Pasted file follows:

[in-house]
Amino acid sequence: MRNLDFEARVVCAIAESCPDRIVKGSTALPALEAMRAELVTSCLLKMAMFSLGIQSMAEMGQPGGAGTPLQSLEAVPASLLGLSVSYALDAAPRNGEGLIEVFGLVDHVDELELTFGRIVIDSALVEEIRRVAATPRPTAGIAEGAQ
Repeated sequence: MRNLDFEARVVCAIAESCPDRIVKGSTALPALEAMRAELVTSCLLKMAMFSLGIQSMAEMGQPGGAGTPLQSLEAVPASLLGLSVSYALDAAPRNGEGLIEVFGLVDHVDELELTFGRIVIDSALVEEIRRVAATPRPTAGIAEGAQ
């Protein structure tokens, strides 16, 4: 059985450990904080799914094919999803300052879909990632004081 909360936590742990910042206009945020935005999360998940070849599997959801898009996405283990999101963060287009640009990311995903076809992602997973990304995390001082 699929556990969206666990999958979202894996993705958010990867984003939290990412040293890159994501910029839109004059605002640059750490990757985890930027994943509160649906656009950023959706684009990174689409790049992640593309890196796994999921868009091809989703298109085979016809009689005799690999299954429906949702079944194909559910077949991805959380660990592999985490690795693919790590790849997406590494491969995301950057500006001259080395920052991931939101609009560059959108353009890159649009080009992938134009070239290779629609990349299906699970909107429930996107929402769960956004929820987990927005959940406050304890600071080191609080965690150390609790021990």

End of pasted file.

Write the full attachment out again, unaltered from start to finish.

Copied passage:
[in-house]
Amino acid sequence: MRNLDFEARVVCAIAESCPDRIVKGSTALPALEAMRAELVTSCLLKMAMFSLGIQSMAEMGQPGGAGTPLQSLEAVPASLLGLSVSYALDAAPRNGEGLIEVFGLVDHVDELELTFGRIVIDSALVEEIRRVAATPRPTAGIAEGAQ
Repeated sequence: MRNLDFEARVVCAIAESCPDRIVKGSTALPALEAMRAELVTSCLLKMAMFSLGIQSMAEMGQPGGAGTPLQSLEAVPASLLGLSVSYALDAAPRNGEGLIEVFGLVDHVDELELTFGRIVIDSALVEEIRRVAATPRPTAGIAEGAQ
């Protein structure tokens, strides 16, 4: 059985450990904080799914094919999803300052879909990632004081 909360936590742990910042206009945020935005999360998940070849599997959801898009996405283990999101963060287009640009990311995903076809992602997973990304995390001082 699929556990969206666990999958979202894996993705958010990867984003939290990412040293890159994501910029839109004059605002640059750490990757985890930027994943509160649906656009950023959706684009990174689409790049992640593309890196796994999921868009091809989703298109085979016809009689005799690999299954429906949702079944194909559910077949991805959380660990592999985490690795693919790590790849997406590494491969995301950057500006001259080395920052991931939101609009560059959108353009890159649009080009992938134009070239290779629609990349299906699970909107429930996107929402769960956004929820987990927005959940406050304890600071080191609080965690150390609790021990």